CONCORD, N.C. (QUEEN CITY NEWS) — A Concord community is grieving after three children died in a fire at a public housing complex. The fire happened Sunday morning around 1:00 a.m. at Chapman Homes on Lincoln Street Southwest. City officials say an 11-year-old girl and a 15-year-old boy died at the scene. A 16-year-old girl was taken to the hospital, where she later died. Cabarrus County Schools says the three children were students in their district.

As the community mourns the loss of the kids, many residents are taking a closer look at their smoke alarms. Concord Fire says the smoke detectors in the home where the fire happened were tested in January and were operational at the time.

Christiano Gray lives in the area. He tells Queen City News he saw the smoke and went inside the home, hoping to check for people.

“No signs of smoke detectors, no fire alarms, no nothing,” Gray said. “I stepped foot in the front and there are people who can vouch for me on that.”

Fire spurs community action, reaction

Jonnie Grady tested his smoke detector Monday and realized none of the three alarms were functional. He has lived at Chapman Homes for eight years.

“We used to have inspections, they used to come check the stove and the smoke detectors,” Grady said. “When that COVID stuff was going on they quit checking everything.”

Chapman Homes were built during the Eisenhower administration as affordable, low-income housing. A city spokeswoman tells Queen City News residents are responsible for changing the smoke detector batteries as outlined in their leasing agreement. She says maintenance teams are required to check the smoke alarms when there is any type of work order in a home, and she says smoke alarms are inspected annually.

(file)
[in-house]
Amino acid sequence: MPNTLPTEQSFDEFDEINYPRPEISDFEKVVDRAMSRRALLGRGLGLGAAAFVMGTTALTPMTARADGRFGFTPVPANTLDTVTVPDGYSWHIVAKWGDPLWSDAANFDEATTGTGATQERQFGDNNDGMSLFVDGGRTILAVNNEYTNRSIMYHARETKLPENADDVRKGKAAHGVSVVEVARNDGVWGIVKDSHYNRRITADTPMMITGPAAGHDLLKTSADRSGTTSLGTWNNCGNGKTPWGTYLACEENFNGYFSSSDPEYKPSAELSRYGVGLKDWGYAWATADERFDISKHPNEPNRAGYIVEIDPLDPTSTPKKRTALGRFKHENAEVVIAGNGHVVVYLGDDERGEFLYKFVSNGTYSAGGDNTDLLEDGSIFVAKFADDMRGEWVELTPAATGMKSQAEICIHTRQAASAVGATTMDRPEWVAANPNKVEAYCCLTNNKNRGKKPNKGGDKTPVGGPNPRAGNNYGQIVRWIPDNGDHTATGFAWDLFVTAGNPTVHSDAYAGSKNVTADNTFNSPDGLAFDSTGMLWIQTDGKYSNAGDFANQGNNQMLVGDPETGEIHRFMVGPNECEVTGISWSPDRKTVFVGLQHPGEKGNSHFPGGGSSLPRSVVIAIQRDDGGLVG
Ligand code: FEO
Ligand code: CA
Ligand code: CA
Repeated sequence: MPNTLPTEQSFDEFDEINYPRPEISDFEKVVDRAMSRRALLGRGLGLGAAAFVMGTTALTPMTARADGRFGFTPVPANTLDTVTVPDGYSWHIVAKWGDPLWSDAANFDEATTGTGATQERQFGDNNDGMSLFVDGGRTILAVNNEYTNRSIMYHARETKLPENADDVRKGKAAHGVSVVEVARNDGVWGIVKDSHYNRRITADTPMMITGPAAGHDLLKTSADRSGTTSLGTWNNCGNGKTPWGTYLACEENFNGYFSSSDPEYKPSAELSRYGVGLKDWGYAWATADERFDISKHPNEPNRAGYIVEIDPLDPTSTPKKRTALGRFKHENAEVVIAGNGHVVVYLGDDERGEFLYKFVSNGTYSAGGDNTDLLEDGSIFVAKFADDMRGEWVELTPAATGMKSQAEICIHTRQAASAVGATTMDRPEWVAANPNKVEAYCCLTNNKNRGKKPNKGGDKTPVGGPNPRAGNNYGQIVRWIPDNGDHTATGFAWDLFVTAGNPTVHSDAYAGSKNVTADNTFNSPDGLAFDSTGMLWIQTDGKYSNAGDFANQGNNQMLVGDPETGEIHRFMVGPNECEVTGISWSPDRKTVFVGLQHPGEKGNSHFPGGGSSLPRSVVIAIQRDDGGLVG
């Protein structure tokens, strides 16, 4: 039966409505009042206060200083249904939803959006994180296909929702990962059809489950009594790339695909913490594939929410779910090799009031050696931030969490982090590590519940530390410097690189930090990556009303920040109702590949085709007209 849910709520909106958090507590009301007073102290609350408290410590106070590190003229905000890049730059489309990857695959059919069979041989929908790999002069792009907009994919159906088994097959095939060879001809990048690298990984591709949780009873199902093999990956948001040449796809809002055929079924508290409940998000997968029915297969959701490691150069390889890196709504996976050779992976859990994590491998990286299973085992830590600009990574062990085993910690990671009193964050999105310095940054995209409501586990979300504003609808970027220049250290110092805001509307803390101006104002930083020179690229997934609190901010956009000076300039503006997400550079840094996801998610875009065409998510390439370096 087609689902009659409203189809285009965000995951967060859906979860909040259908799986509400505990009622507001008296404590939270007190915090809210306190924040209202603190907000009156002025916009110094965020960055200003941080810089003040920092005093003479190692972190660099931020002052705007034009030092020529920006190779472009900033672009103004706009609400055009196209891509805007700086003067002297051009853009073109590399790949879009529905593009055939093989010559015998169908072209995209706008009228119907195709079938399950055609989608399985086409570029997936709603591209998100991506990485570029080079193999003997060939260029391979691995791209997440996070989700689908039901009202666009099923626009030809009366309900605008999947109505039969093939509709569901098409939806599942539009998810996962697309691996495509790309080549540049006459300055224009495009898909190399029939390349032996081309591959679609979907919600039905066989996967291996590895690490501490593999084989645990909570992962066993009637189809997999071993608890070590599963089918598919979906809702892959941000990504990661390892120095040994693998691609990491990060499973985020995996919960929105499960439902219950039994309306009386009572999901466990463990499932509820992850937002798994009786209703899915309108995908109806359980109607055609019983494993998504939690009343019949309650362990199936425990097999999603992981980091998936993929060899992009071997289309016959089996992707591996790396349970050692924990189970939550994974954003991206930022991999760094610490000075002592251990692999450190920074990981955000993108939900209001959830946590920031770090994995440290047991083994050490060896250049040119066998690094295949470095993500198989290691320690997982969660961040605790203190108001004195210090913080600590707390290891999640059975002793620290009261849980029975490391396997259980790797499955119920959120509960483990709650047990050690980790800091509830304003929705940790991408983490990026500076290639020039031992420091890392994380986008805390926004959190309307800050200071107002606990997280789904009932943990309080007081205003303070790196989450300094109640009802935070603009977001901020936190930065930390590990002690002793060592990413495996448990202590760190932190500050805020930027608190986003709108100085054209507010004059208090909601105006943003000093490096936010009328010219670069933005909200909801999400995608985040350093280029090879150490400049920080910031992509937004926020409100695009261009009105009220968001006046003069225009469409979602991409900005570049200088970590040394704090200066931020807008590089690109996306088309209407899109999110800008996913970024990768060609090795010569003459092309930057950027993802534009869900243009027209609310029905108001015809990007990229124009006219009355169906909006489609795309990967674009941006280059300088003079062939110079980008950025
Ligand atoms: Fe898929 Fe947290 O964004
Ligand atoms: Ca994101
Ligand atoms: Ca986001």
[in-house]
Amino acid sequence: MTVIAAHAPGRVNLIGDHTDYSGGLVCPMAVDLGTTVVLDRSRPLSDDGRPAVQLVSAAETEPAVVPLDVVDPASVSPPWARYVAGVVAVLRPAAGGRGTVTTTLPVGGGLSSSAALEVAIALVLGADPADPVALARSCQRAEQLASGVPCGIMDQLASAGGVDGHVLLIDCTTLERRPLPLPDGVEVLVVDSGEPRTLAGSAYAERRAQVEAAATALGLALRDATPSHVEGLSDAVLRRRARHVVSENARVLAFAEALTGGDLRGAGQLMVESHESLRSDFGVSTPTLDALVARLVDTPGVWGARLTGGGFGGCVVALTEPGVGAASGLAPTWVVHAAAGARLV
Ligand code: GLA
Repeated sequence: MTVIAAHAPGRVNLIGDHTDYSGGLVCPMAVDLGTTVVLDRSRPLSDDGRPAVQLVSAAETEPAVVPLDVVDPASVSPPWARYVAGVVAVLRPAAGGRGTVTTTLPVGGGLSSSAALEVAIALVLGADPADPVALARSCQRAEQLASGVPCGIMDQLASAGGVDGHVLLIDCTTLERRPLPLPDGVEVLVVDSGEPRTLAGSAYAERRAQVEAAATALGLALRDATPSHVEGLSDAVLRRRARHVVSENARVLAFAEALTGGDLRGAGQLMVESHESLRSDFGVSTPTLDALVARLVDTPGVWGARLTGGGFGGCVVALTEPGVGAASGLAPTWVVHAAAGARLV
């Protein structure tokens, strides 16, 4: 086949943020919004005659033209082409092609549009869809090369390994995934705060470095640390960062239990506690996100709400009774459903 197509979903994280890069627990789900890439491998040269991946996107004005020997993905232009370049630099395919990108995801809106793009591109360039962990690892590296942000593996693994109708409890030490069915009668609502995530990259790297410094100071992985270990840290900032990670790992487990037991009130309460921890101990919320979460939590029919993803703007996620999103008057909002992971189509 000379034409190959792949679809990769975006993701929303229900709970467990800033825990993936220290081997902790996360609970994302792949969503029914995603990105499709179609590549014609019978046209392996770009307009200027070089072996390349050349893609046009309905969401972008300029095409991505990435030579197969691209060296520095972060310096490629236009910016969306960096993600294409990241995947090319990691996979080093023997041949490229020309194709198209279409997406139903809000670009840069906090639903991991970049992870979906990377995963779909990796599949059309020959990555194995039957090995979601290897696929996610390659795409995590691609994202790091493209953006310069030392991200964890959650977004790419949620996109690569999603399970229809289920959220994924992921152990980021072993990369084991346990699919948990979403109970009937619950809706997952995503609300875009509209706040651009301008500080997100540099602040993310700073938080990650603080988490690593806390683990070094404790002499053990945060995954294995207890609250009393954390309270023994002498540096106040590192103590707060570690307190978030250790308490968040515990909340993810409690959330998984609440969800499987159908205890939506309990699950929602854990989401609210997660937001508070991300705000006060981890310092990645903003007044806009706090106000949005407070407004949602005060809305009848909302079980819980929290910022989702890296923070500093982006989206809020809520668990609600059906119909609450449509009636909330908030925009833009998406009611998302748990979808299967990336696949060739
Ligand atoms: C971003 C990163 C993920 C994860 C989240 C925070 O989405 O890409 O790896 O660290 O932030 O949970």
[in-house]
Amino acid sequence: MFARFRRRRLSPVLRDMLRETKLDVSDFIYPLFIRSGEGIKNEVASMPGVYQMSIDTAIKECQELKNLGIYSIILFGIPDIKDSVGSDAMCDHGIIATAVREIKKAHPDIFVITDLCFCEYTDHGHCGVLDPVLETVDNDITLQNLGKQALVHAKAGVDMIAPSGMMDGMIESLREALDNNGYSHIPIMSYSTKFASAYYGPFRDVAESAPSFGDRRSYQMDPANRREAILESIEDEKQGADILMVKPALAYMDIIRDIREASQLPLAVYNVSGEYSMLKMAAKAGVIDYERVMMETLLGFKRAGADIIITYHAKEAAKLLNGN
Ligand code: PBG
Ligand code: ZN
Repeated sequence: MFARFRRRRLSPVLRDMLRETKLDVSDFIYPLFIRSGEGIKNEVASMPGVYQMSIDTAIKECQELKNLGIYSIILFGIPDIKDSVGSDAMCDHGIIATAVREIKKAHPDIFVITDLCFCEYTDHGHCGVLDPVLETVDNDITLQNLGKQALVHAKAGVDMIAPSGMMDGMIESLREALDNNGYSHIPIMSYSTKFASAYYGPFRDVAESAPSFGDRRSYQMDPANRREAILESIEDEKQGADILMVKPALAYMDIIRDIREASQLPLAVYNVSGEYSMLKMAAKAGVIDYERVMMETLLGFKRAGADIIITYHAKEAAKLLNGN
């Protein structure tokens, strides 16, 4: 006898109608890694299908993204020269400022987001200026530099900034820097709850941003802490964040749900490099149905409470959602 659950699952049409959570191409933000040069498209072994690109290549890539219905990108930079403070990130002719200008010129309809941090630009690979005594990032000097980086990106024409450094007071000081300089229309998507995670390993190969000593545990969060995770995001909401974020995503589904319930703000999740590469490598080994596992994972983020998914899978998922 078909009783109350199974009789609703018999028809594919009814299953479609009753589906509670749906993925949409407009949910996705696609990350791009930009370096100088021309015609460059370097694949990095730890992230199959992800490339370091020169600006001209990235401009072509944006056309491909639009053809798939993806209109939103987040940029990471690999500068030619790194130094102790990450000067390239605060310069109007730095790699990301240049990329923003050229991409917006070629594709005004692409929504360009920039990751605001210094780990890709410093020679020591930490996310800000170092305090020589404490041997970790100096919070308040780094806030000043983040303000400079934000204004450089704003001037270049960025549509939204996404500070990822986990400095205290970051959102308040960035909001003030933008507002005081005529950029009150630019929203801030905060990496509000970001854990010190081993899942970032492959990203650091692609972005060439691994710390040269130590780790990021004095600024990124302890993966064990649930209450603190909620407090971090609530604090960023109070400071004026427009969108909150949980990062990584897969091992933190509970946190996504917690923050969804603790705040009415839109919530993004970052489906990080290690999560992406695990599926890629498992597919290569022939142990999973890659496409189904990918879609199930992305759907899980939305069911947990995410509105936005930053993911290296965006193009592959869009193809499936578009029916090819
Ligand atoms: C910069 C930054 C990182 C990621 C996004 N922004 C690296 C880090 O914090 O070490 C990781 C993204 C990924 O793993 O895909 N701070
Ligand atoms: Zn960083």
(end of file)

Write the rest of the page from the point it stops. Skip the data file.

“I didn’t look at it as a big deal until something like this happens and you realize how lifesaving that could be or how many people could still be here right now if there was one little sound [that] would’ve went off,” Christiano Gray said. “You never know how deep a person could be asleep or what they doing and that alarm could really save some lives now I’m seeing the seriousness of it.”

The US Department of Housing and Urban Development requires public housing inspections every one to three years, but some say that’s not enough.

“We just have to tend to the less fortunate and fix their concerns like we would meet others’ concerns,” Rev. Bryan Cunningham from Cottonville AME said.

Residents call for government action

As families grieve the loss of three children in the neighborhood, they hope the city and federal government will hear their concerns.

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“To me, they need to upgrade these apartments,” Jonnie Grady said.

Fire officials are still working to learn what caused this tragic fire. The National Fire Protection Agency recommends changing smoke alarm batteries every six months and replacing smoke alarms every 10 years. City Officials are asking anyone living in City Housing to report broken smoke detectors to maintenance immediately.

The City is partnered with the American Red Cross to provide relocation assistance, grief counseling, and additional death services to the families. Atrium Health Cabarrus also offered crisis counseling to the parents. The City is also currently working with the Red Cross to provide grief counseling to all of the public housing residents. Grace Lutheran Church in Concord (58 Chestnut Dr. SW) is going to serve as the community-wide contact for donations. Individuals and organizations wishing to donate services or items to aid the families can contact Rev. Donald Anthony at 704-701-7167.